“Absolutely not, no, we were terrible halfway through the race,” Larson’s crew chief Cliff Daniels said on if they were the best car on Sunday. “We were — terrible is a strong word, but compared to our standards this year that I never expected to set the bar that high to ourselves, where we could go dominate and lead laps, we were not where we needed to be.

“I am familiar with what he needs to be comfortable in a car, and unfortunately we did not give him that for most of the race today. We had to make a lot of adjustments. There was a wrench in the window every single pit stop. We knocked in rubbers. We did all sorts of — every spectrum of air pressure that you could try, even one by accident that helped us.

“Even the final pit stop the guys had an amazing stop, was all four tires had different air pressure, it was a track bar change and tape, and they still won the race off pit road, so that was pretty cool.”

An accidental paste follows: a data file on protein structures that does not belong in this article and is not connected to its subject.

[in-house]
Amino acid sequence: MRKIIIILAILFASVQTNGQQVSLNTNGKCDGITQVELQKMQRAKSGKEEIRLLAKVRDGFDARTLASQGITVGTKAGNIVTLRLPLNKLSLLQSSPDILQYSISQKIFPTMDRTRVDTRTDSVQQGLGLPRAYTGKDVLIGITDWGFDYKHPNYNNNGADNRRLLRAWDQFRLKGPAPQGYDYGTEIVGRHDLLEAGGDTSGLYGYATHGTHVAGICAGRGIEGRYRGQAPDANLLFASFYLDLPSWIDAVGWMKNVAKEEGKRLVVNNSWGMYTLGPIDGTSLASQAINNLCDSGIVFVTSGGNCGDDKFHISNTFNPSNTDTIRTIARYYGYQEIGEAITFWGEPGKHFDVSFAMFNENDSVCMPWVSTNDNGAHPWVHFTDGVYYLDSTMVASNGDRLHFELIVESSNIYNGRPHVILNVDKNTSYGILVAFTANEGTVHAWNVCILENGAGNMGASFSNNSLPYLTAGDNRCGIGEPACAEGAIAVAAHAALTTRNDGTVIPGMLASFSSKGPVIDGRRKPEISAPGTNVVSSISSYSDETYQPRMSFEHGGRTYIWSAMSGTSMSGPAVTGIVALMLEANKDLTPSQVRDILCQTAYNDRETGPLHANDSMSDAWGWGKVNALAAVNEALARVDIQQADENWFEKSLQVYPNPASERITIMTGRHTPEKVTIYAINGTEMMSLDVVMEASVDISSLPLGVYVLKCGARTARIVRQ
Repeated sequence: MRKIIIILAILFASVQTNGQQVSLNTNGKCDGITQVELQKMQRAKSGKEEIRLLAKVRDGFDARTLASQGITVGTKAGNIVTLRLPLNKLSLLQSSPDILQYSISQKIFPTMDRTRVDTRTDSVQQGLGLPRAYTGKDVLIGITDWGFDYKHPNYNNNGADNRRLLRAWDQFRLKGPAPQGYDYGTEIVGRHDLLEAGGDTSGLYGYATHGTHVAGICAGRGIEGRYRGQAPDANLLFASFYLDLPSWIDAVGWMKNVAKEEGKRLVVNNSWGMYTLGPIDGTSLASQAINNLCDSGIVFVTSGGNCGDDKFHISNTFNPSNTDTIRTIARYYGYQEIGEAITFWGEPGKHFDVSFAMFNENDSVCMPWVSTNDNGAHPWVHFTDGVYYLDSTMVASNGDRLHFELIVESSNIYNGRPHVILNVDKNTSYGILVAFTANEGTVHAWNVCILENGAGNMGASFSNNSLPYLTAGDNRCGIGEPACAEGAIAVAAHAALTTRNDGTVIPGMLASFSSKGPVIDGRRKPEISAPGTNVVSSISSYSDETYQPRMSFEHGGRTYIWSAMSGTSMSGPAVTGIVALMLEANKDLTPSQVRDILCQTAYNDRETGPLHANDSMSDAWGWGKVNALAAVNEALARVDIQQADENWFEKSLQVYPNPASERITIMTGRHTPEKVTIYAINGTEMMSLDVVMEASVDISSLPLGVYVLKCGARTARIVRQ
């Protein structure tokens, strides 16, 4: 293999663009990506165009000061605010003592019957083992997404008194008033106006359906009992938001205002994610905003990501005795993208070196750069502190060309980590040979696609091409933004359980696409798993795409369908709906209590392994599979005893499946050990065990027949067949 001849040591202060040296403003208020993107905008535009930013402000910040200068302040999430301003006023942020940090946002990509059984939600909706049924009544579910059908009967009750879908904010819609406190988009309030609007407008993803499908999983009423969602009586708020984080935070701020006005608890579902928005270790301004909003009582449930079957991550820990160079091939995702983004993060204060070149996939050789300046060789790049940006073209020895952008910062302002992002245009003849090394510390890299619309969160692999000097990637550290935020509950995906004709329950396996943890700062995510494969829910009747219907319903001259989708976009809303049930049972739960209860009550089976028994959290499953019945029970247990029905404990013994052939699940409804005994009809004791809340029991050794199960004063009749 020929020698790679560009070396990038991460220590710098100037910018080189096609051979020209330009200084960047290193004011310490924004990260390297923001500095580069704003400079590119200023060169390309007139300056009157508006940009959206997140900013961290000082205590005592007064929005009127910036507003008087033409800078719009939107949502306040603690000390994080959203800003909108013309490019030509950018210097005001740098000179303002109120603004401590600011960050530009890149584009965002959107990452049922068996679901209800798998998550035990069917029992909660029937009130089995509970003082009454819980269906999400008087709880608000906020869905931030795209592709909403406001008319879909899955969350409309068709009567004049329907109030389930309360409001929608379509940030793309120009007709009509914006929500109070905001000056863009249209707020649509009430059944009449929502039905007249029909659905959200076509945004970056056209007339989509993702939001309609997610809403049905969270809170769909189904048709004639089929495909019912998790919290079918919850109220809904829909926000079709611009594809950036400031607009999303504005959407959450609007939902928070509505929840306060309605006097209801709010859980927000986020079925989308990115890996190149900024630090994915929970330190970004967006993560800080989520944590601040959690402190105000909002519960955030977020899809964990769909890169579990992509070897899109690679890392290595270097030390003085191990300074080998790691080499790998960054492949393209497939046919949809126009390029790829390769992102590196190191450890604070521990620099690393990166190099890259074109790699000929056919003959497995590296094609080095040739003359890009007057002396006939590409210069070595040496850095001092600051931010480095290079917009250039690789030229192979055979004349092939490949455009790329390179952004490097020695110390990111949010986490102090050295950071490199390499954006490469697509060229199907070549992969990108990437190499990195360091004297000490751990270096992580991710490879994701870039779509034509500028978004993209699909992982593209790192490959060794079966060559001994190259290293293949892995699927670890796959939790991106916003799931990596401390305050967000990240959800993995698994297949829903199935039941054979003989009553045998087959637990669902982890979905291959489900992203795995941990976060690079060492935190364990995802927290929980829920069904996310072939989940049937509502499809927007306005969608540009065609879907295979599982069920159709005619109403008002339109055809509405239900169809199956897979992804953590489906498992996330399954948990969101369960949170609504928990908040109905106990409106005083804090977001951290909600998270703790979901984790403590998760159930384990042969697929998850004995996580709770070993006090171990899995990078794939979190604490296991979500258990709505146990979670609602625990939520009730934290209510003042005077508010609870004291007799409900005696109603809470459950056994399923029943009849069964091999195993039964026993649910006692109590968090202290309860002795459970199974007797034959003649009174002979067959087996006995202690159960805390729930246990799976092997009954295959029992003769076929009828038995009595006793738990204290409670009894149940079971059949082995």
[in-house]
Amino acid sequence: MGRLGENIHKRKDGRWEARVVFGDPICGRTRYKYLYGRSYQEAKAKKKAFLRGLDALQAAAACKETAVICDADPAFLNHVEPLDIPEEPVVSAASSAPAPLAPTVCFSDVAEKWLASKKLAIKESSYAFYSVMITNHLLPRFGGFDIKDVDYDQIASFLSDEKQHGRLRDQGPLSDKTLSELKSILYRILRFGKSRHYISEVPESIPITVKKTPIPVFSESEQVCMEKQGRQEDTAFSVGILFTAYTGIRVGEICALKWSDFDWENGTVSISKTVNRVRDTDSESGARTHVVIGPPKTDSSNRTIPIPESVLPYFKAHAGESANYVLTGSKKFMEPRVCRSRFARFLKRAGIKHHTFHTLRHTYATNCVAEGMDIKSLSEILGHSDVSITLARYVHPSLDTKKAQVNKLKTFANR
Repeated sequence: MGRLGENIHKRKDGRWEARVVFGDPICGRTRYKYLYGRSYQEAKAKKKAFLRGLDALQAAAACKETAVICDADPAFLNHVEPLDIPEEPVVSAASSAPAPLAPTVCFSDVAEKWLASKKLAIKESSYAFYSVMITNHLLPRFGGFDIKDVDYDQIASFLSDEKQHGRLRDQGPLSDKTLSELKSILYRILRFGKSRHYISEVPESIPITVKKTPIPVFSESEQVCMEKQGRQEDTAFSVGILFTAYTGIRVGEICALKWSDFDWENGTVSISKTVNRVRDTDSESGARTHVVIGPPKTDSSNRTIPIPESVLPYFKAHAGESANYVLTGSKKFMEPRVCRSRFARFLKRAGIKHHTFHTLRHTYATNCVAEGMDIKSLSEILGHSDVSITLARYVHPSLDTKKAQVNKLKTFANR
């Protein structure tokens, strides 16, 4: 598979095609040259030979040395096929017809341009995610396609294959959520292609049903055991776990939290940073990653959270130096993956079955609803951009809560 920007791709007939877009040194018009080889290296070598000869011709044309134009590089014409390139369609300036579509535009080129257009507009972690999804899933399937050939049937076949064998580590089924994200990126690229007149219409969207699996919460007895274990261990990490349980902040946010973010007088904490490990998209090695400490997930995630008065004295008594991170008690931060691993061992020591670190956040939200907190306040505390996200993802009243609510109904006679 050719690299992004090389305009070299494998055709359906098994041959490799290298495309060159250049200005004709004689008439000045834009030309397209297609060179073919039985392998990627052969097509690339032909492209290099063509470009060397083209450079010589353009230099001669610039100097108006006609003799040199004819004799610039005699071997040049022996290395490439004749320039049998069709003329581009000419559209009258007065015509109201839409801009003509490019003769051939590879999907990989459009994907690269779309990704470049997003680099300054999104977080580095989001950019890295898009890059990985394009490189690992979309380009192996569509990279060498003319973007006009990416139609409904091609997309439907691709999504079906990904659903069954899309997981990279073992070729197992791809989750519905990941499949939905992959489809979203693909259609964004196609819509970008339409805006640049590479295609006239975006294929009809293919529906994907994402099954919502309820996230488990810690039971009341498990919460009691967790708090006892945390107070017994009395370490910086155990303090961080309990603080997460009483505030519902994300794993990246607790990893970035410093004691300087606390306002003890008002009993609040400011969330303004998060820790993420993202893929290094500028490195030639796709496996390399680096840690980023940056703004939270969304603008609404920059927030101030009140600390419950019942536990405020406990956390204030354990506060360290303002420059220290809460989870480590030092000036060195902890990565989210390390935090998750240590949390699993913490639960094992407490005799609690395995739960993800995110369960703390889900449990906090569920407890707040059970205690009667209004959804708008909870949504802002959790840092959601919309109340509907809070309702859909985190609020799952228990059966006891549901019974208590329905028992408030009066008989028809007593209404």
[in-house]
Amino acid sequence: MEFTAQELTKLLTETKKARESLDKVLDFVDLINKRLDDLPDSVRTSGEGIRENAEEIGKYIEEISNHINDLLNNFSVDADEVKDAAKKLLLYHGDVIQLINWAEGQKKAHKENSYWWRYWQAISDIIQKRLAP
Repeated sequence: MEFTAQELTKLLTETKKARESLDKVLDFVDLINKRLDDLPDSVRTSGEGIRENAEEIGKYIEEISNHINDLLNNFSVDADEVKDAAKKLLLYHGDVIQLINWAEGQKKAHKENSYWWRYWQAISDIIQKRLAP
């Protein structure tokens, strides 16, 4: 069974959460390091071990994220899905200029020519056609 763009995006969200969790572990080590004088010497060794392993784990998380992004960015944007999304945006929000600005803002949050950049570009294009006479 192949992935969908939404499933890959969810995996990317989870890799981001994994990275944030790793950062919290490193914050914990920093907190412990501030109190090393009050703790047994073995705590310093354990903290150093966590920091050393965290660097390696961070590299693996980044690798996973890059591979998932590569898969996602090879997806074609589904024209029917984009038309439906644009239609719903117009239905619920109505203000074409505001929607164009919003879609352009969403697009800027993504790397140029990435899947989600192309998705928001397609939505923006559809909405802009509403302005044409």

It was that pit stall that Daniels and Larson praised on Friday that could help.

Young money got a money stop from his pit crew. It was the second quickest pit stop of the entire 2021 season. He exited pit road first in the final stop of the race and now had clean air and the lead on the restart. With only having 24 laps to the finish, Larson could overcome what they said was the third or fourth best car and help it to victory lane for the 10th time of the year.

“He’s responsible for sitting on the pole, which is stall 1. Stall 1 is responsible for part of the equation that led to the last pit stop,” Daniels continued. “90 percent of the equation was the guys having an amazing stop. 10 percent of the equation was stall 1. And then the last 25 laps I would attribute a lot to him because he knew what he needed to do up front.

“I told him when we were standing on the stage in Victory Lane, I told him, Man, your patience, when you got out front — and no, the car wasn’t perfect, but he knew how to not miss a corner and miss his line and overrun himself to then have a good exit, maintain his pace ahead of Martin. That was pretty crucial.

“Yes, we had some adjustments in the car. Absolutely we had an amazing stop. But I think if it weren’t for his maturity as a driver, not only is he one of the greatest talents in the world currently, but I think he’s now set himself at a level where people can consider him an incredibly smart racer. I think that was the difference at the end.”